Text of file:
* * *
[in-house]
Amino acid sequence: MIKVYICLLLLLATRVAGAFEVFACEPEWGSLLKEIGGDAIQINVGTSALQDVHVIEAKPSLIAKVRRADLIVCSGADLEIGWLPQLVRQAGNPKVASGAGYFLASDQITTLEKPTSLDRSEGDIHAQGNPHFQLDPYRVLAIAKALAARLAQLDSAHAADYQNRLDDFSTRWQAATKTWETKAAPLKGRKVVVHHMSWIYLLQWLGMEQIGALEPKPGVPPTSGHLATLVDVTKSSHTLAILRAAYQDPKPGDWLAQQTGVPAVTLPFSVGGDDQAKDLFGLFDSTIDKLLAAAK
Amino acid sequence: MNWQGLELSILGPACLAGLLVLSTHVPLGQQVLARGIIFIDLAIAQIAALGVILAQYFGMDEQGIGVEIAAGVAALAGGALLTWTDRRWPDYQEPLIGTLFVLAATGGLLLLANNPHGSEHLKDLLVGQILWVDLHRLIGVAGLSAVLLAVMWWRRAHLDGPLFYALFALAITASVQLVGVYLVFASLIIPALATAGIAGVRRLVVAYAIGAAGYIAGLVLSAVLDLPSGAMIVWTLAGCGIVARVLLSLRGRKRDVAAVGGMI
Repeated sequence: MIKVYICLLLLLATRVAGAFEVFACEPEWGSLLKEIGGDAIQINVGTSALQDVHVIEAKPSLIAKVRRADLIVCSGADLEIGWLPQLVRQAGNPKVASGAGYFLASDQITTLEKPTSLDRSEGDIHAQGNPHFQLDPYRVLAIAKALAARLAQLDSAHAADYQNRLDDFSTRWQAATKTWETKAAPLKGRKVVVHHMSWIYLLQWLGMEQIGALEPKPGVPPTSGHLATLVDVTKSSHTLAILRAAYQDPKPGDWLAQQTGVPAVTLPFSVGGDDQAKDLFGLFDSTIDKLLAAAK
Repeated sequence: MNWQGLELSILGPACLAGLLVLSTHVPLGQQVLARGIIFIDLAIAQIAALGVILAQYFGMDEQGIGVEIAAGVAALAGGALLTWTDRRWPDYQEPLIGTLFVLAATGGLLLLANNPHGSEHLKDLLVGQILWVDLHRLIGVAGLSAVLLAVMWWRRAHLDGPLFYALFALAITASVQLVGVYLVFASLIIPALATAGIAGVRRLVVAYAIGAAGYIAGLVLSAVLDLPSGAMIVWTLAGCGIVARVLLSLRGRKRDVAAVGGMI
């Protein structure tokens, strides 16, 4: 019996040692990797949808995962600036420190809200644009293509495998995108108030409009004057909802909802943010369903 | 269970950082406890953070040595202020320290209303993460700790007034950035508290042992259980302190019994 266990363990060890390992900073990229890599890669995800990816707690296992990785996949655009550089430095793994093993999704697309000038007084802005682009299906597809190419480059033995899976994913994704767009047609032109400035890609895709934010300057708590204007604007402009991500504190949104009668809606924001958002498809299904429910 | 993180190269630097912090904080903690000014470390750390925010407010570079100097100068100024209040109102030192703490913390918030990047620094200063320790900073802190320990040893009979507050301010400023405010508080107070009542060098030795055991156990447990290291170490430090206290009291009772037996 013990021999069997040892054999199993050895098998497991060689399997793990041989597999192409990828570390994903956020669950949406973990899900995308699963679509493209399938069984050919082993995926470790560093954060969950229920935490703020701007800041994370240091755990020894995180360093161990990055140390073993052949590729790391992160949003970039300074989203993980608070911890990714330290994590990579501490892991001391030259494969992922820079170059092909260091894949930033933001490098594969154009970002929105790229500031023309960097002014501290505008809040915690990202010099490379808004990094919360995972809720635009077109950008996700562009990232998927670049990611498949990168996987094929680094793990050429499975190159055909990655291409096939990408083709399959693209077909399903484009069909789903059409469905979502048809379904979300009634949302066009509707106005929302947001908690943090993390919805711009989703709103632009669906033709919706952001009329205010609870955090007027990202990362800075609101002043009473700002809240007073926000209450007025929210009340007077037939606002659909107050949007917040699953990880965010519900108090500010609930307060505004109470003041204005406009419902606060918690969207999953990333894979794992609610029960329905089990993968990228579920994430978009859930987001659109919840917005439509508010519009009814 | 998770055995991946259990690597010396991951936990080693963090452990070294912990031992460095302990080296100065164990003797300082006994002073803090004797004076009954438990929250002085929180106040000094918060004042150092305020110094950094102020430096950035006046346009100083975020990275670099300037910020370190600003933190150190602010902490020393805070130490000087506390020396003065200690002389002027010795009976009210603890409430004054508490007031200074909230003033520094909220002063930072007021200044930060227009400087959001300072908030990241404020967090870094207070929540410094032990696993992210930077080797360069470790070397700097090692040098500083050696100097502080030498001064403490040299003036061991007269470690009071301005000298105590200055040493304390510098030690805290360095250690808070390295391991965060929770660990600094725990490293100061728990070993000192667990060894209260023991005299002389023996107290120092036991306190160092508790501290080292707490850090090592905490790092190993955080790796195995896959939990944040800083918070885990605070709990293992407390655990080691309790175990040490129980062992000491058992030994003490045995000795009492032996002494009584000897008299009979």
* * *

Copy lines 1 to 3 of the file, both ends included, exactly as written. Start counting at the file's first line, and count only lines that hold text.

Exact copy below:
[in-house]
Amino acid sequence: MIKVYICLLLLLATRVAGAFEVFACEPEWGSLLKEIGGDAIQINVGTSALQDVHVIEAKPSLIAKVRRADLIVCSGADLEIGWLPQLVRQAGNPKVASGAGYFLASDQITTLEKPTSLDRSEGDIHAQGNPHFQLDPYRVLAIAKALAARLAQLDSAHAADYQNRLDDFSTRWQAATKTWETKAAPLKGRKVVVHHMSWIYLLQWLGMEQIGALEPKPGVPPTSGHLATLVDVTKSSHTLAILRAAYQDPKPGDWLAQQTGVPAVTLPFSVGGDDQAKDLFGLFDSTIDKLLAAAK
Amino acid sequence: MNWQGLELSILGPACLAGLLVLSTHVPLGQQVLARGIIFIDLAIAQIAALGVILAQYFGMDEQGIGVEIAAGVAALAGGALLTWTDRRWPDYQEPLIGTLFVLAATGGLLLLANNPHGSEHLKDLLVGQILWVDLHRLIGVAGLSAVLLAVMWWRRAHLDGPLFYALFALAITASVQLVGVYLVFASLIIPALATAGIAGVRRLVVAYAIGAAGYIAGLVLSAVLDLPSGAMIVWTLAGCGIVARVLLSLRGRKRDVAAVGGMI